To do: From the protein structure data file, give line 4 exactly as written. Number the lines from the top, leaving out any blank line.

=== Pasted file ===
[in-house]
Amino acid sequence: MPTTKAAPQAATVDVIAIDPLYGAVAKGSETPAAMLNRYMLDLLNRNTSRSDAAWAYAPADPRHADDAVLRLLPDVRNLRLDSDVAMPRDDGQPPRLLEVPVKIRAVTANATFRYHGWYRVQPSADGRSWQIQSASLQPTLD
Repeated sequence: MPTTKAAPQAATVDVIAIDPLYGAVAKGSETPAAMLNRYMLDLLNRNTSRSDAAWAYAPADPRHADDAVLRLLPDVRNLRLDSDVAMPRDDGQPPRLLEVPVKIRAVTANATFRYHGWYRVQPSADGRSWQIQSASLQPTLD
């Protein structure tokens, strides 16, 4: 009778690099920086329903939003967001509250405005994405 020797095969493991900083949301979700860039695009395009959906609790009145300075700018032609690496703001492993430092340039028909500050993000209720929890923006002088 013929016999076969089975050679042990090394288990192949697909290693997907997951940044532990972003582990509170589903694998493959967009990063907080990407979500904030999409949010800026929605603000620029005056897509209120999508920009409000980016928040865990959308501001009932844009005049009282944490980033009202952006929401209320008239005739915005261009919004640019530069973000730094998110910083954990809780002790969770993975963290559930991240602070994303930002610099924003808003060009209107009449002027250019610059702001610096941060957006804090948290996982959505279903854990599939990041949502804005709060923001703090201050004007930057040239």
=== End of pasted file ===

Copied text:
């Protein structure tokens, strides 16, 4: 009778690099920086329903939003967001509250405005994405 020797095969493991900083949301979700860039695009395009959906609790009145300075700018032609690496703001492993430092340039028909500050993000209720929890923006002088 013929016999076969089975050679042990090394288990192949697909290693997907997951940044532990972003582990509170589903694998493959967009990063907080990407979500904030999409949010800026929605603000620029005056897509209120999508920009409000980016928040865990959308501001009932844009005049009282944490980033009202952006929401209320008239005739915005261009919004640019530069973000730094998110910083954990809780002790969770993975963290559930991240602070994303930002610099924003808003060009209107009449002027250019610059702001610096941060957006804090948290996982959505279903854990599939990041949502804005709060923001703090201050004007930057040239």